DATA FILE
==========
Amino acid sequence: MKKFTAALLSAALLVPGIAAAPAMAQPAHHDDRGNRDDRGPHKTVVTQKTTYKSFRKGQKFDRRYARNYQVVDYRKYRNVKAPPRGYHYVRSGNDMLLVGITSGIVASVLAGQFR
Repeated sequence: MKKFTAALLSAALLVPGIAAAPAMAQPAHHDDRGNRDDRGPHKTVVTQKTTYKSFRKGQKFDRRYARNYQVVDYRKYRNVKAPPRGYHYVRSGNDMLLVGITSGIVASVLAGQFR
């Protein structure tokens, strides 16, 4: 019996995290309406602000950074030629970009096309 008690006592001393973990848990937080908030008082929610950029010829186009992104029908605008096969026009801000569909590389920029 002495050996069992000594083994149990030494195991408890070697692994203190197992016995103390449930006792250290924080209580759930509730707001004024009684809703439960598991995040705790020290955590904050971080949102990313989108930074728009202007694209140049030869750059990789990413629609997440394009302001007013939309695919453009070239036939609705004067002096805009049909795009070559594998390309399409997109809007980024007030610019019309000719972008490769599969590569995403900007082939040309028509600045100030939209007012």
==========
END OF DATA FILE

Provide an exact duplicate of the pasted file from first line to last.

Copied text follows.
Amino acid sequence: MKKFTAALLSAALLVPGIAAAPAMAQPAHHDDRGNRDDRGPHKTVVTQKTTYKSFRKGQKFDRRYARNYQVVDYRKYRNVKAPPRGYHYVRSGNDMLLVGITSGIVASVLAGQFR
Repeated sequence: MKKFTAALLSAALLVPGIAAAPAMAQPAHHDDRGNRDDRGPHKTVVTQKTTYKSFRKGQKFDRRYARNYQVVDYRKYRNVKAPPRGYHYVRSGNDMLLVGITSGIVASVLAGQFR
């Protein structure tokens, strides 16, 4: 019996995290309406602000950074030629970009096309 008690006592001393973990848990937080908030008082929610950029010829186009992104029908605008096969026009801000569909590389920029 002495050996069992000594083994149990030494195991408890070697692994203190197992016995103390449930006792250290924080209580759930509730707001004024009684809703439960598991995040705790020290955590904050971080949102990313989108930074728009202007694209140049030869750059990789990413629609997440394009302001007013939309695919453009070239036939609705004067002096805009049909795009070559594998390309399409997109809007980024007030610019019309000719972008490769599969590569995403900007082939040309028509600045100030939209007012």